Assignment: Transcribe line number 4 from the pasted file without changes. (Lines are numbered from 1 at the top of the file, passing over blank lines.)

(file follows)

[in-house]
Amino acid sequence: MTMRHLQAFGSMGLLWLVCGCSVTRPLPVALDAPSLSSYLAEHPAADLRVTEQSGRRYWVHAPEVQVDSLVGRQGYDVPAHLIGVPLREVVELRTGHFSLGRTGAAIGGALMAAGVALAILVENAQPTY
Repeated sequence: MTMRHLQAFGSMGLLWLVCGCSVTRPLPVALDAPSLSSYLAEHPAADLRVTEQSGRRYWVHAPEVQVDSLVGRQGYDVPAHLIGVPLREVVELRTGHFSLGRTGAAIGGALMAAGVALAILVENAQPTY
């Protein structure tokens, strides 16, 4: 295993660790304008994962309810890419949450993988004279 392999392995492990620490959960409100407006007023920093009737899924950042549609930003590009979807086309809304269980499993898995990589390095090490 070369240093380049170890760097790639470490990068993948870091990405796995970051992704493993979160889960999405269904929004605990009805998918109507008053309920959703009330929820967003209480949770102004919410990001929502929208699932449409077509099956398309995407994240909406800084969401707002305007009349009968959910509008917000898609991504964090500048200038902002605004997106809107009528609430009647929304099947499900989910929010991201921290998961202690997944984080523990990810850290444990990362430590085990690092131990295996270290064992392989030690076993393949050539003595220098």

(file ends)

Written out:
């Protein structure tokens, strides 16, 4: 295993660790304008994962309810890419949450993988004279 392999392995492990620490959960409100407006007023920093009737899924950042549609930003590009979807086309809304269980499993898995990589390095090490 070369240093380049170890760097790639470490990068993948870091990405796995970051992704493993979160889960999405269904929004605990009805998918109507008053309920959703009330929820967003209480949770102004919410990001929502929208699932449409077509099956398309995407994240909406800084969401707002305007009349009968959910509008917000898609991504964090500048200038902002605004997106809107009528609430009647929304099947499900989910929010991201921290998961202690997944984080523990990810850290444990990362430590085990690092131990295996270290064992392989030690076993393949050539003595220098």